Last year on this day I shared with you a song “40:1” by a Swedish band called Sabaton, sung in Polish, about the Battle of Wizna. You know I’m into language so I like to kinda incorporate this holiday into the overal feel of my blog. So, there is such a radio programme on Polish Radio Programme 3, called “Strefa Rokendrola Wolna Od Angola” (Rock&roll Zone Free of English), where you can hear a lot of good rock music and some related more or less closely genres, and it’s in all possible languages but not English. Not because anyone has any problem with English, but because English in music is definitely overrated and it’s unfair for all the other languages. Polish is also rarely heard, because you can hear Polish music in Polish media on a daily basis. The only times you can hear Polish in this programme is when it’s on air on Independence Day, or on May 3, when we celebrate the anniversary of proclaiming the Constitution of May 3, which was the first modern constitution in Europe. I really like to listen to it then, because you can hear foreign bands and musicians singing in Polish, or making any kind of Poland-themed music, it’s very interesting. And the song I have for you today is from there as well.

Hungarica is a (surprise!) Hungarian national rock band, whose songs usually are on the topic of Hungarian history, and from what I’ve read they are one of the most popular Hungarian rock groups. They had a concert in Katowice in Poland some years ago and from the band’s history it seems like they feel a strong bond with Poland, which is not much of a surprise, as Poland and Hungary have a history of quite close relationship, and have a lot of similarities in our histories. And one of this manifestos of their bond with Poland is the song “Burzliwe Stulecia”, “Viharos Szazadok” in Hungarian, which means Stormy Centuries. The group’s vocalist sings it entirely in Polish and does it really wel. Better even than Joakim Broden from Sabaton, who said he struggled with Polish very much and needed frequent breaks throughout the recording, but suppose Hugarian (as weird and enigmatic as it sounds to Poles, and not belonging to the same language family) has paradoxically more in common with Polish phonetically than Swedish. Though you can see that the word accents work much differently in Hungarian, as he does them rather funnily in Polish sometimes.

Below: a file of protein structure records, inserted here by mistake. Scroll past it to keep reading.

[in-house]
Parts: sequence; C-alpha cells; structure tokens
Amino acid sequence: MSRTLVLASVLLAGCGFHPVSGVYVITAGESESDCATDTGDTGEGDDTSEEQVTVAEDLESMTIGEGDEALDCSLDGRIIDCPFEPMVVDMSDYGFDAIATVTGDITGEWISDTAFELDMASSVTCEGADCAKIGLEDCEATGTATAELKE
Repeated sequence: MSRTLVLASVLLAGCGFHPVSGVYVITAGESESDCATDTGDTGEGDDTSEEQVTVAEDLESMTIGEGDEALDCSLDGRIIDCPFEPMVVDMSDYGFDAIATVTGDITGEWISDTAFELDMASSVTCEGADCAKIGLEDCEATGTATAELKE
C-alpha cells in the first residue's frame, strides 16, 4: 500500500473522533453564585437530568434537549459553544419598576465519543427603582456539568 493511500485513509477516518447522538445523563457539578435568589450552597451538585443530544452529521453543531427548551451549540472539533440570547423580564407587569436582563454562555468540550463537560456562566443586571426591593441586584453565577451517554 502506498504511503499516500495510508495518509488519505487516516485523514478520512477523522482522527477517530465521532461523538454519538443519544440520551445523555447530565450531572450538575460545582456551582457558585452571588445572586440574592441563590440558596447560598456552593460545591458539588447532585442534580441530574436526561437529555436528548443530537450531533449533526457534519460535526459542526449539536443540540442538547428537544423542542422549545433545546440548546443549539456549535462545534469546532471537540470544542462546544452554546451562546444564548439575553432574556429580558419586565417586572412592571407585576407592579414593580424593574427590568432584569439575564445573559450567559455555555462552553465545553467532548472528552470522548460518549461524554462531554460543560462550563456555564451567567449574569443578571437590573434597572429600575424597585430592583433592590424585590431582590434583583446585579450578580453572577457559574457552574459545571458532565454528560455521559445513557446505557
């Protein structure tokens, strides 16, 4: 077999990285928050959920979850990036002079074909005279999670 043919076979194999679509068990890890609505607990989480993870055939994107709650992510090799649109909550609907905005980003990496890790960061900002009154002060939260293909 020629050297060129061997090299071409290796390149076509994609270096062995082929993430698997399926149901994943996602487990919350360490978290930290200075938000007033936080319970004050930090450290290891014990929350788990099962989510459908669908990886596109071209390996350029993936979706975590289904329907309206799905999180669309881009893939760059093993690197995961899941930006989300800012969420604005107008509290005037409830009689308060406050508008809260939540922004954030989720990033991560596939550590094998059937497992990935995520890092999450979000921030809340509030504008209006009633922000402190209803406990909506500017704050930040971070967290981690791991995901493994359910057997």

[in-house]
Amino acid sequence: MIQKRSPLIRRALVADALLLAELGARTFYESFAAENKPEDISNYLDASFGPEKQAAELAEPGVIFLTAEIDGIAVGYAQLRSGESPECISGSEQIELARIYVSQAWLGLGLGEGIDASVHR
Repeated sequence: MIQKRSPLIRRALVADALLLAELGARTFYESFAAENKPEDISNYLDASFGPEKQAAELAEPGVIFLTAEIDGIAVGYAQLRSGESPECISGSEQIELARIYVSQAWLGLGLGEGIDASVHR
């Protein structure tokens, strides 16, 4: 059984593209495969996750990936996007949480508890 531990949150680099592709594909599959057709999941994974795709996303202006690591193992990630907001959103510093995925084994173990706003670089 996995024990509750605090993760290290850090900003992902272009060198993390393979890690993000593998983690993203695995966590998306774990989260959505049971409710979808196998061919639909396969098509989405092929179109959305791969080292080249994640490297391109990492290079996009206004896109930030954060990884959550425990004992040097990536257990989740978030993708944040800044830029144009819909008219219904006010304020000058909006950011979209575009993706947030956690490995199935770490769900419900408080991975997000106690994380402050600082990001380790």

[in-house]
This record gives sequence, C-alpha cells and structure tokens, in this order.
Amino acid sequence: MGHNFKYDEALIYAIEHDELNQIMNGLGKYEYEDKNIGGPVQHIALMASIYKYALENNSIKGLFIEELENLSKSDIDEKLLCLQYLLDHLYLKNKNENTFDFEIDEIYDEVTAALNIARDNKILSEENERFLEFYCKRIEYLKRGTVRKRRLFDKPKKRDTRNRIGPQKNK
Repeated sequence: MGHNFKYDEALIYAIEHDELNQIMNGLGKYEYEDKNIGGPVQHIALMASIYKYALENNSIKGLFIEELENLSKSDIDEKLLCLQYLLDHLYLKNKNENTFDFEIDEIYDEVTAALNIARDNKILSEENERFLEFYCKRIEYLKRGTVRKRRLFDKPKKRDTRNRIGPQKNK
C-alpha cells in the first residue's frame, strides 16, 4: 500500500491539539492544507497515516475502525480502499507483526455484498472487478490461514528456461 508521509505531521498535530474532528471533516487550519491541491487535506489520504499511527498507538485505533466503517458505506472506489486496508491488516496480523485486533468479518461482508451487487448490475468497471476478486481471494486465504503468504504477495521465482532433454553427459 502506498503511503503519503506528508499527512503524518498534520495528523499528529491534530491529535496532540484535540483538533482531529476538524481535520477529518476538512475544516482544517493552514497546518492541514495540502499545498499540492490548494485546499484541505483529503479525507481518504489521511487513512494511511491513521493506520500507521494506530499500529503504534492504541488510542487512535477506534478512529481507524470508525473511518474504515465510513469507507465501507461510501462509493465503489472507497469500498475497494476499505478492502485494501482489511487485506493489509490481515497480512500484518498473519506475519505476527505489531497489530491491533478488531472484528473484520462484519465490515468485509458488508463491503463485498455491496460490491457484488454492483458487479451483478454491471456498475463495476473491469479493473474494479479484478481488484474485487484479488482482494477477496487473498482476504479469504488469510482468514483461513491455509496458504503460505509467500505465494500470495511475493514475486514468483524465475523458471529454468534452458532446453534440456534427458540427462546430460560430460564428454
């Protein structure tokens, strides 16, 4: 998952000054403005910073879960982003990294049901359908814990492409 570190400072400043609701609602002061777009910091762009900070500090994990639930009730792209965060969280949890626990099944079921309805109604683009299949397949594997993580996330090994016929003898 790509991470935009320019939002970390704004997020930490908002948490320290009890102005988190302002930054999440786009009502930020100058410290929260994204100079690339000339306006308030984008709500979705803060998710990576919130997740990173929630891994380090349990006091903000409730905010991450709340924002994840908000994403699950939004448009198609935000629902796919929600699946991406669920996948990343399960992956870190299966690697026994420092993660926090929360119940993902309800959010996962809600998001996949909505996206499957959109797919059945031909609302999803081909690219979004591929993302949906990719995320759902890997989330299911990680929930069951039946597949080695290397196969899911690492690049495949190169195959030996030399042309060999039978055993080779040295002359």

The song is great. It is a short retelling of Polish history, accentuating what a brave and strong nation Polish people are, despite, or maybe thanks to, all we have been through over the ages.

I managed to write a very rough translation, I don’t think it’s very good this time round, but it’s just so you know what it is about.

   Since a thousand of stormy years
Courageous people are lasting by the Vistula river
Misery and glory
Partitions and occupation
Fake transformation
Despite the storms, Poland has survived
Hey, hey, forward!
So brave for centuries
Hey, hey, forward, Poles!
Hey, hey, forward!
So brave for centuries
Hey, hey, forward, Poles!
We didn’t disown our motherland
We raised the banner of Poland
Though our freedom was taken away from us
We were sold out at Yalta
But we have survived that too
We ended communism
Hey, hey, forward!
So brave for centuries
Hey, hey, forward, Poles!
Hey, hey, forward!
So brave for centuries
Hey, hey, forward, Poles!

Marta Bijan – “Lot Na Marsa” (A Flight To Mars).

Hey people! 🙂